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Cursing My Heritage

Upon doctor's order, I've started doing yoga. This stuff is hard! Tarun has told me not to complain for two months. He promises it will get easier at that point.


This from a man who does not do yoga. Yet, I trust him because his blind faith prevents me from quitting.


My doctor was very specific with her instruction - 30 minutes of yoga sculpt three times a week. This form of yoga focuses on strengthening the upper body. Think of it as a cocktail of yoga, aerobics, and weights. Each is hard enough individually. Put together, the mix is diabolical.


I am learning the language of forward fold, child pose, warrior, chair, table top, down dog, plank, and mountain pose. After a month, I am no longer craning my neck to follow the visual cues and I am beginning to connect words to actions. Breathing correctly is a whole another nightmare. My lungs deflate when they should inflate and I find myself playing catch-up with limbs and lungs.


I keep telling myself I am building stamina and my spine is getting stronger while I curse the minds that came up with yoga.

Oh wait, the Indians came up with it. Dang, I can't curse my heritage, can I?!


Yoga is 5,000 years old and is first mentioned in the Rig Veda, which is the oldest of the Hindu sacred texts. Until the 2nd century, yoga was a compilation of contradictory practices. Then, Patanjali, a great sage, wrote the Yoga-Sûtras to endow yoga with rigor and structure. His influence lingers in modern day practices.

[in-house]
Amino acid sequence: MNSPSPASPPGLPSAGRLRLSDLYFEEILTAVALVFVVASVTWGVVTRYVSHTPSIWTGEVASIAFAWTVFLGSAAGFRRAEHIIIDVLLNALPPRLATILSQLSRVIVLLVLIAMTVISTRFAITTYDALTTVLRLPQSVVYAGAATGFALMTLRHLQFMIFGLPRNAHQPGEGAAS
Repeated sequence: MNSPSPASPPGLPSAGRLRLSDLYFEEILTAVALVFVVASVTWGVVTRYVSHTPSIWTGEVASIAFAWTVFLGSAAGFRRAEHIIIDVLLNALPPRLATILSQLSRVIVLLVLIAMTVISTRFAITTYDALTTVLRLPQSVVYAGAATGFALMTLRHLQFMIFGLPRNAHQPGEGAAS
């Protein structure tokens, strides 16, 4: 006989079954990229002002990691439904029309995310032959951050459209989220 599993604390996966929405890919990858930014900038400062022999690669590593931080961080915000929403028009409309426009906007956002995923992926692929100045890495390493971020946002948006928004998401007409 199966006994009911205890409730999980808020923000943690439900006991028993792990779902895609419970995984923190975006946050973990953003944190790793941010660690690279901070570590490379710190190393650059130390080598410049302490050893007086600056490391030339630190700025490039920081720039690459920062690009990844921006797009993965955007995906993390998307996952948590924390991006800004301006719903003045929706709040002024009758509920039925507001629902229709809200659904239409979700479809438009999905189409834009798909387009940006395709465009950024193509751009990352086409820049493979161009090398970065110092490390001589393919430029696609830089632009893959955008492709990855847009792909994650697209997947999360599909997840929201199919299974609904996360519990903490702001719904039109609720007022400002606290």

The word "yoga" comes from "yog" meaning union. Yogis believe that the path to enlightenment is through mind-body balance. For this reason, yoga is intertwined with spirituality. Cleansing the mind of negative thoughts and exhaling toxins from the body help us aim for a higher purpose.


That thought offsets the desire to quit every two minutes.


My doctor's insistence on yoga has to do with combatting bone loss. By strengthening the muscles in our core, yoga protects the spine. If the scaffolding is strong, you can buy yourself time to build back your bones.

The science is irrefutable. Plus, I don't see a scenario where the union of mind, body, and spirituality hurts. Simply taking the time to still the flight-or-fight instincts of daily life is enormously beneficial. That part makes sense.


Why it is so hard, doesn't make sense.


On to the next four weeks and if it doesn't get easier, I will certainly be having a come-to-Jesus moment with Tarun. Hell. Yeah.




(Image from https://www.everydayhealth.com/yoga/)






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